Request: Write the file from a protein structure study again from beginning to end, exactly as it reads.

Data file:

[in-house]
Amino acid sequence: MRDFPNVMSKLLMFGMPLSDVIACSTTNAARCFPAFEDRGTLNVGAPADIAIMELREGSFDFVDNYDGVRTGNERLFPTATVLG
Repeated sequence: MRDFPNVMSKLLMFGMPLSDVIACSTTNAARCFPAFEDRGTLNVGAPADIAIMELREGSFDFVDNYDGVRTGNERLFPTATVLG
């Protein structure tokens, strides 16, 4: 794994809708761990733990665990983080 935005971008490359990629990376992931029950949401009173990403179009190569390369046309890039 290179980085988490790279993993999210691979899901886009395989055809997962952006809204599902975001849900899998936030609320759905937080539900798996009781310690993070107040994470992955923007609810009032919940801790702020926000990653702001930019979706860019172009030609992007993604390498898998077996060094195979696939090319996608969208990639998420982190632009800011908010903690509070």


[in-house]
Amino acid sequence: MRDFPNVMSKLLMFGMPLSDVIACSTTNAARCFPAFEDRGTLNVGAPADIAIMELREGSFDFVDNYDGVRTGNERLFPTATVLG
Repeated sequence: MRDFPNVMSKLLMFGMPLSDVIACSTTNAARCFPAFEDRGTLNVGAPADIAIMELREGSFDFVDNYDGVRTGNERLFPTATVLG
């Protein structure tokens, strides 16, 4: 794994809708761990733990665990983080 935005971008490359990629990376992931029950949401009173990403179009190569390369046309890039 290179980085988490790279993993999210691979899901886009395989055809997962952006809204599902975001849900899998936030609320759905937080539900798996009781310690993070107040994470992955923007609810009032919940801790702020926000990653702001930019979706860019172009030609992007993604390498898998077996060094195979696939090319996608969208990639998420982190632009800011908010903690509070």